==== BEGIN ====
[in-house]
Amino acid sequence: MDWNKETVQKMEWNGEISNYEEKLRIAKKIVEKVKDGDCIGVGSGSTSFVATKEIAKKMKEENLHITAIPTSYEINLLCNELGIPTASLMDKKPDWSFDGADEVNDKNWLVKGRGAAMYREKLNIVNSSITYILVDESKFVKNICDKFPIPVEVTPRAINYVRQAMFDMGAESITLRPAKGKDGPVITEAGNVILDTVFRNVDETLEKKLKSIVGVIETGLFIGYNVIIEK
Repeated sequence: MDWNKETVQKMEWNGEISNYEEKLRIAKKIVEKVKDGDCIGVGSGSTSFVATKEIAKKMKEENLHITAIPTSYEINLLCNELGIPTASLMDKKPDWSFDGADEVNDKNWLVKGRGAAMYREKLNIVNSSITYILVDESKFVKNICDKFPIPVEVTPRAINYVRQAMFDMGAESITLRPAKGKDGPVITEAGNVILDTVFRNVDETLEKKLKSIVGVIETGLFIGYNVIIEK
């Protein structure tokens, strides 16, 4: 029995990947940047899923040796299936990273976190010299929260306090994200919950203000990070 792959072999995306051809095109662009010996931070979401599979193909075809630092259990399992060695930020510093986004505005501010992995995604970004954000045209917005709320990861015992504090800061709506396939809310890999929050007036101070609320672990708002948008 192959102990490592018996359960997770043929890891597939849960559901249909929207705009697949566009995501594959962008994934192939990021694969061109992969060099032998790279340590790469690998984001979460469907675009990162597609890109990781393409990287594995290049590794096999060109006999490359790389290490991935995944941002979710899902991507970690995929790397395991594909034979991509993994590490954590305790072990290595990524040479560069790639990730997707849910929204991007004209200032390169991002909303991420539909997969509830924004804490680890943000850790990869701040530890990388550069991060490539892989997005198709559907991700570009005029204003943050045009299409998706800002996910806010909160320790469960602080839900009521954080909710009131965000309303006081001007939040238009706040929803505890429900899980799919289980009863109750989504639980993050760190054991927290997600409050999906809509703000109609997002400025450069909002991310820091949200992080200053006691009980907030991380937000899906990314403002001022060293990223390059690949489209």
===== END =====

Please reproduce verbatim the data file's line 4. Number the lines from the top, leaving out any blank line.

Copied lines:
């Protein structure tokens, strides 16, 4: 029995990947940047899923040796299936990273976190010299929260306090994200919950203000990070 792959072999995306051809095109662009010996931070979401599979193909075809630092259990399992060695930020510093986004505005501010992995995604970004954000045209917005709320990861015992504090800061709506396939809310890999929050007036101070609320672990708002948008 192959102990490592018996359960997770043929890891597939849960559901249909929207705009697949566009995501594959962008994934192939990021694969061109992969060099032998790279340590790469690998984001979460469907675009990162597609890109990781393409990287594995290049590794096999060109006999490359790389290490991935995944941002979710899902991507970690995929790397395991594909034979991509993994590490954590305790072990290595990524040479560069790639990730997707849910929204991007004209200032390169991002909303991420539909997969509830924004804490680890943000850790990869701040530890990388550069991060490539892989997005198709559907991700570009005029204003943050045009299409998706800002996910806010909160320790469960602080839900009521954080909710009131965000309303006081001007939040238009706040929803505890429900899980799919289980009863109750989504639980993050760190054991927290997600409050999906809509703000109609997002400025450069909002991310820091949200992080200053006691009980907030991380937000899906990314403002001022060293990223390059690949489209």